To tackle emerging contaminants, we need to evaluate our water treatment methods. How can we gauge the efficacy of our water treatment techniques? One way is by looking at contaminant testing notes. These help us measure the presence and levels of specific substances in treated water.

The results from PFAS (Perfluoroalkyl Substances) tests are a great example. They’re notorious as they resist traditional treatment methods. Therefore, monitoring PFAS removal rates gives valuable insight into how well our processes work against recalcitrant pollutants.

Digging deeper into removal rates, let’s think about basketball – if you consistently score 8 out of 10 shots during practice but only manage 3 out of 10 during an actual game…something is not quite right. Similarly with contaminant removal: consistent high scores indicate successful treatment procedures.

We also consider environmental impact while assessing effectiveness – it would not be much use removing one problem just to create another now would it?

Potential Health Risks Associated with Emerging Contaminants

It’s simple to overlook the potential risks that lurk beneath the surface when discussing water. However, what you cannot see might hurt you – especially when it comes to emerging contaminants in municipal water treatment.

You may not realize that common products like medications and insect repellents contain substances which, when discarded improperly or washed off the bodies of people in your community, end up in our drinking water. These are known as emerging contaminants.

The Unseen Threats of Pharmaceuticals and Personal Care Products

The increase in prescription drug use over the past five years has been significant – from 48% to a staggering 70% among Americans (EPA report). Consequently, pharmaceutical residues entering the environment through our domestic wastewater treatment systems have also risen dramatically.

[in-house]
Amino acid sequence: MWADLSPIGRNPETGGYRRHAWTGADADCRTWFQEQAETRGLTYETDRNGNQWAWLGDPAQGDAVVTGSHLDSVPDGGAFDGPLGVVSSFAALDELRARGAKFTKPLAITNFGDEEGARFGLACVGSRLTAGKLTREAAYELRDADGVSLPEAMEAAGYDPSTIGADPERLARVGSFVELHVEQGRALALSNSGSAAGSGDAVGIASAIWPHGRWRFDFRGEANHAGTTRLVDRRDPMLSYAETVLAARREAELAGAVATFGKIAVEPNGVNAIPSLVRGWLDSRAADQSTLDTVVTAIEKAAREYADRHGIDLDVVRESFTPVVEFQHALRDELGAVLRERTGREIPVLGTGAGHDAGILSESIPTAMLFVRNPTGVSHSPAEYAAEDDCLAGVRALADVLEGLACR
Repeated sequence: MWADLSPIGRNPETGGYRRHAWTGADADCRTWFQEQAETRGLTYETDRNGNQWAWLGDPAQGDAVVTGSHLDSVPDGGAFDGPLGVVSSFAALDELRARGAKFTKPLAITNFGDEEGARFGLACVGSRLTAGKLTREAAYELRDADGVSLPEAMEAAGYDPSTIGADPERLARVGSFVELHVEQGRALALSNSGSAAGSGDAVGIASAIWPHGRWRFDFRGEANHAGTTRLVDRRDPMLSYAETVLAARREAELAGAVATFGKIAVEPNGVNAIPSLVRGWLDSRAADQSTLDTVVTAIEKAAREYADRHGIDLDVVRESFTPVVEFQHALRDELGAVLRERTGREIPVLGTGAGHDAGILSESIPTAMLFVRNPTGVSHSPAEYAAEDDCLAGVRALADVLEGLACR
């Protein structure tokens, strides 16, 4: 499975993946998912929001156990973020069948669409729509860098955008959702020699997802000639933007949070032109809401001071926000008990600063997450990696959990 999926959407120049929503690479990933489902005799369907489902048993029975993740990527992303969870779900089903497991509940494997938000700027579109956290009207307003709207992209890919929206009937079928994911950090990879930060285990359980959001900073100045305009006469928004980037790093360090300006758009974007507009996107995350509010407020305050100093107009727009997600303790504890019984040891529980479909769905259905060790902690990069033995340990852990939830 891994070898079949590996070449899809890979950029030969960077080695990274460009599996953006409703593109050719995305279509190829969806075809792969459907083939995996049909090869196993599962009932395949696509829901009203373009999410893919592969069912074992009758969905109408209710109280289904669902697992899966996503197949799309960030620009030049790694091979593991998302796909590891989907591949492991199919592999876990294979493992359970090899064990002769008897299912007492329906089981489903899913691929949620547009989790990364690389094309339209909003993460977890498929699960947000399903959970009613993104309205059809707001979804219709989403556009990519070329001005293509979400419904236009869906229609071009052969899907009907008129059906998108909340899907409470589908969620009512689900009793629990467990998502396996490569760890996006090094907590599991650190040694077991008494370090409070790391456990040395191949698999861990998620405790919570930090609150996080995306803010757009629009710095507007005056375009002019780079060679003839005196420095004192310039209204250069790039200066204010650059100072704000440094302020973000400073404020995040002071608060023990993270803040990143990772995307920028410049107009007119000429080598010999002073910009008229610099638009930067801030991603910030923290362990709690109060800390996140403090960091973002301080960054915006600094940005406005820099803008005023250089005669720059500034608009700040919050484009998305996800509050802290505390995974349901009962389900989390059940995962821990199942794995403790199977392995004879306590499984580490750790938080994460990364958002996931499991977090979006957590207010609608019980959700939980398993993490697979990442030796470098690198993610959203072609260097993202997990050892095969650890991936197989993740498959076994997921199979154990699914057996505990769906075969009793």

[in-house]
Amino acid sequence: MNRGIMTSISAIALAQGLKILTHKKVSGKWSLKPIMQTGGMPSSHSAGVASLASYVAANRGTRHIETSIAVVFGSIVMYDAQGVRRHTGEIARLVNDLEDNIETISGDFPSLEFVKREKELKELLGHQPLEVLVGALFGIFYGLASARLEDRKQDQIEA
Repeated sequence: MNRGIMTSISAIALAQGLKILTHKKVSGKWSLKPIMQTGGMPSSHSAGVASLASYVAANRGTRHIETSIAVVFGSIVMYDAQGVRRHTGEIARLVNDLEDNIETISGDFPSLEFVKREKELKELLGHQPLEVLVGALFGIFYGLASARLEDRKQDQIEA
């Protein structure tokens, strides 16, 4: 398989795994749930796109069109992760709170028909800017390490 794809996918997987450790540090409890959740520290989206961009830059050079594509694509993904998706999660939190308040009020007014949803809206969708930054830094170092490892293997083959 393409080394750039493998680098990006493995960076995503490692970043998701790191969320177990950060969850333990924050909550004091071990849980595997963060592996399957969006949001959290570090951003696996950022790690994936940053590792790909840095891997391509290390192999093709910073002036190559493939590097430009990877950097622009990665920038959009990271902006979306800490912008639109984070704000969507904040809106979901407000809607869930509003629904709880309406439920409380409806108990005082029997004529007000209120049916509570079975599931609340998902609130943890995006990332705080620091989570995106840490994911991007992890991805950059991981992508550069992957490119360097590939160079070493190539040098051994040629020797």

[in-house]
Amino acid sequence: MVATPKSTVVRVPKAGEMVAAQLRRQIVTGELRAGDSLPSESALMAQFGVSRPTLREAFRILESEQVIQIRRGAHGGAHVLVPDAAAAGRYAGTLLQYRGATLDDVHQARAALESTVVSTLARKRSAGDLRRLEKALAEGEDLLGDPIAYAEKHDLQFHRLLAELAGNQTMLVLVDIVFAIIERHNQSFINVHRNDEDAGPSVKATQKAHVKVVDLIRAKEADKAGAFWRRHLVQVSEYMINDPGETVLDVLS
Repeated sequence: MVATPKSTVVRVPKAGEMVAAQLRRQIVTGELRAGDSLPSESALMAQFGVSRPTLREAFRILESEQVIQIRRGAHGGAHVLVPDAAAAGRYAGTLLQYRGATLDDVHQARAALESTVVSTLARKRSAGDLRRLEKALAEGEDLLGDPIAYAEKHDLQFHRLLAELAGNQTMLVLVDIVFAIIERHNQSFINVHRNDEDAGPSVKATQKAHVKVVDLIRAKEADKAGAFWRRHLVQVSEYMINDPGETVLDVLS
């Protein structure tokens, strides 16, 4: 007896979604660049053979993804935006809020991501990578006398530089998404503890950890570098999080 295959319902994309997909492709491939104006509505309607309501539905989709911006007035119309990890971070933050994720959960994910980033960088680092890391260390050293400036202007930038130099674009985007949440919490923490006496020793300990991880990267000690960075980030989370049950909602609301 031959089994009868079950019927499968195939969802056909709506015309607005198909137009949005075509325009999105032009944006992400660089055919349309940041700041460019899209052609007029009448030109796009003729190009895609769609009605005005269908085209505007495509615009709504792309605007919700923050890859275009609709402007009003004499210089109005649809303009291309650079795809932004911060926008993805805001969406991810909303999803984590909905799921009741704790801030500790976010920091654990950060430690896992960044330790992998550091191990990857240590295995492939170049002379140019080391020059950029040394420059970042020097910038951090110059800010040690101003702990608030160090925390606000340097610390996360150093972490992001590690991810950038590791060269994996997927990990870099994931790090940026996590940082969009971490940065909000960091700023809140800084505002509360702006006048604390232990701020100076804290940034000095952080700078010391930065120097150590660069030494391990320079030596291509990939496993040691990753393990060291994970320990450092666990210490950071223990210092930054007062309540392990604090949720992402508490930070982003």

Pharmaceuticals are not alone on this list though; personal care products like soaps and detergents make their way into our waters every time we bathe or wash dishes. A lot of these substances resist conventional wastewater treatment processes resulting in contaminated potable supplies – an unseen but very real threat.

Dangers Lurking Below The Surface: Pesticides And Herbicides

Pesticides and herbicides used for agricultural production also run-off into nearby bodies of water during rainfall events (see more details at WHO’s comprehensive report on this issue).

Agricultural runoff doesn’t just affect rural areas either – even urban centers can be affected by this type of contamination. That’s why it’s important to understand the potential health risks these contaminants pose and how we can protect ourselves.

FAQs in Relation to Emerging Contaminants in Municipal Water Treatment

What are the emerging contaminants in treated wastewater?

Treated wastewater often contains pharmaceuticals, personal care products, pesticides, and industrial chemicals that conventional treatment processes cannot typically remove effectively.

What are the emerging contaminants in water sources?

In water sources, you will find common emerging contaminants like pharmaceutical residues, PFAS, insect repellents, fire retardants as well as run-off substances such as pesticides and herbicides.

What are the four major types of contaminants that can be found in drinking water?

The four major categories include biological organisms or pathogens; disinfection byproducts; organic compounds like pesticides; plus pharmaceutical residues and PFAS. Each type poses unique health risks if consumed over time at certain levels.

Want to learn more about how to handle emerging contaminants in your water utility organization? Contact the water & wastewater treatment experts at Genesis Water Technologies, Inc. at 1-877-267-3699 or reach out to us via email at customersupport@genesiswatertech.com to discuss your specific issues. We look forward to collaborating with you.